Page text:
Byker Metro station

Byker is served by Byker Metro station on the Tyne and Wear Metro and Shields Road is served by numerous bus routes.


Byker ward stretches from the Fossway and Millers Road in the north of the ward to the banks of the River Tyne in the south. It heads south onto the Shields Road bypass (A187) and continues along the A193 bypass along Shields Road to the Ouse Burn. It turns south down the Ouse Burn to the River Tyne and follows the river east, turning northwards to the west of the properties on The Oval (and excluding the Bakewell Terrace properties). Heading east along Walker Road, the boundary then turns north up Staines Road and continues north through Kingston Avenue. It turns west along Dunstanburgh Road, and then north between Welbeck Primary School grounds and the properties on Allendale Road. It turns east along Welbeck Road, then north up Scrogg Road, east at Middle Street, and north along Langley Road. The boundary then runs along the gardens at the back of Whinneyfield Road before turning west down the Fossway.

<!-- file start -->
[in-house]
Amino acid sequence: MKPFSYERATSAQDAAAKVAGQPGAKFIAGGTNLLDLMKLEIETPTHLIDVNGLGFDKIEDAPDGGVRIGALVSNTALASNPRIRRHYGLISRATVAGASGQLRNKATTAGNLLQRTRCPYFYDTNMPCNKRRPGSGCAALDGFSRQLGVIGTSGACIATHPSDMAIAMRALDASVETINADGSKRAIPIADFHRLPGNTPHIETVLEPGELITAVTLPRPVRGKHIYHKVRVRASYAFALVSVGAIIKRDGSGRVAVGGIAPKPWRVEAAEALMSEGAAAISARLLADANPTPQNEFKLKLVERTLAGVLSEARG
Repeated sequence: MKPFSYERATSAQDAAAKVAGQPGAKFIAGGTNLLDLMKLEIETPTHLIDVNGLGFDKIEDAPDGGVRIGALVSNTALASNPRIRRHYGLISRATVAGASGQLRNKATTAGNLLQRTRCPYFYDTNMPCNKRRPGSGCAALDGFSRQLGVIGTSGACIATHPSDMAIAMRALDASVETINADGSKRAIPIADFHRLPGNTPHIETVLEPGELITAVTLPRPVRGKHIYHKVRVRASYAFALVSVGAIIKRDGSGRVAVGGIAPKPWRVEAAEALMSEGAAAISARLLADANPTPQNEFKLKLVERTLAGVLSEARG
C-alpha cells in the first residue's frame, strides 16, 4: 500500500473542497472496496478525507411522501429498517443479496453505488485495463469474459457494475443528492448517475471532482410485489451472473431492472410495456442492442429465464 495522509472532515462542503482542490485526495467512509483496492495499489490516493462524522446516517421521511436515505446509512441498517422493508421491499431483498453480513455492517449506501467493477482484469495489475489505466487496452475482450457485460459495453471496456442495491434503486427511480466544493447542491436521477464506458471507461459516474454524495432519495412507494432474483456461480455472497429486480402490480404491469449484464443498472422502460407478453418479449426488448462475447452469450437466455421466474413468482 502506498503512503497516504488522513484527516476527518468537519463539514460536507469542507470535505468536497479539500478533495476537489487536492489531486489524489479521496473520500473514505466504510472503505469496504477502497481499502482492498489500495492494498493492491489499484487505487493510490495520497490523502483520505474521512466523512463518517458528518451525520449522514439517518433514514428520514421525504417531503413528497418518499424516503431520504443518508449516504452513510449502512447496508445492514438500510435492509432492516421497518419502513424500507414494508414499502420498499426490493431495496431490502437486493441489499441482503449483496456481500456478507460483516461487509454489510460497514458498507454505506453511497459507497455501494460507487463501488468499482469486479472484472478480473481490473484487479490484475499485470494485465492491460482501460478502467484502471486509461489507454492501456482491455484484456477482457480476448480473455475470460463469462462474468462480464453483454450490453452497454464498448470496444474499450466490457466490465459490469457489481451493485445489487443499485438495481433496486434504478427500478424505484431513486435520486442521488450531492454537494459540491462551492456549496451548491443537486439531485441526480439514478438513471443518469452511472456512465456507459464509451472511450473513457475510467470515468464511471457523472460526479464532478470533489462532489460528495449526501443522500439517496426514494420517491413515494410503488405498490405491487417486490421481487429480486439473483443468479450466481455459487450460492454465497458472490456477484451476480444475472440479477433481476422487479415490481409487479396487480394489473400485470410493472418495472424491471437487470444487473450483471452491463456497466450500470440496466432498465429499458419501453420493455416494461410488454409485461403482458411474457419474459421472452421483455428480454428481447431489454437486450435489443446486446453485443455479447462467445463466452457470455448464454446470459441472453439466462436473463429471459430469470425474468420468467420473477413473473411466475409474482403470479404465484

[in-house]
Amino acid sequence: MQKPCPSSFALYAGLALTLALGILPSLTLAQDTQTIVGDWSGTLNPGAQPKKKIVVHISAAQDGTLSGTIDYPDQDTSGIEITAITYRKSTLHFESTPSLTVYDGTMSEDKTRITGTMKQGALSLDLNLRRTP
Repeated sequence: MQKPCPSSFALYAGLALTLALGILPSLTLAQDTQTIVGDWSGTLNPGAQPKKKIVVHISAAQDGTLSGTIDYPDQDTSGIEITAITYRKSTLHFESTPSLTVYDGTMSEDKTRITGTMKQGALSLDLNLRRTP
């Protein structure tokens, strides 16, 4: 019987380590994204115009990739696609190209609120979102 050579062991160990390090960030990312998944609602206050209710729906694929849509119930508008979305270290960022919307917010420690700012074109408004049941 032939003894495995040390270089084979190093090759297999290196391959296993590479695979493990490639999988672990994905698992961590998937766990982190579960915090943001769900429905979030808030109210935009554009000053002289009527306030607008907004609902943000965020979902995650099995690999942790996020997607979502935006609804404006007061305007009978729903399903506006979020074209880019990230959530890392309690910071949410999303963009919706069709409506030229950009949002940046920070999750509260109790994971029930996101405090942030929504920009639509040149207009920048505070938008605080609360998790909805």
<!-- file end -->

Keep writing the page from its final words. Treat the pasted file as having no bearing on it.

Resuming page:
The results of the 2001 census are shown below.[14]

Age group Number
Under 16 2,385
16-24 1,266
25-44 3,306
45-64 2,623
65-74 916
75+ 844
Ethnicity Number %
White 10,897 95.9
Afro-Caribbean 49 0.4
South Asian 260 2.3
Chinese 40 0.4
Other 123 1.1

The ward has 5,794 housing spaces of which 8.7% are vacant. This is much higher than the city average of 5.3%. Owner occupied property stands at 31%, much lower than the city average of 53.3%. The properties are as follows.

Property type Number %
Detached 234 4
Semi-detached 1,170 20.1
Terraced 2,216 38.1
Flats 2,180 37.5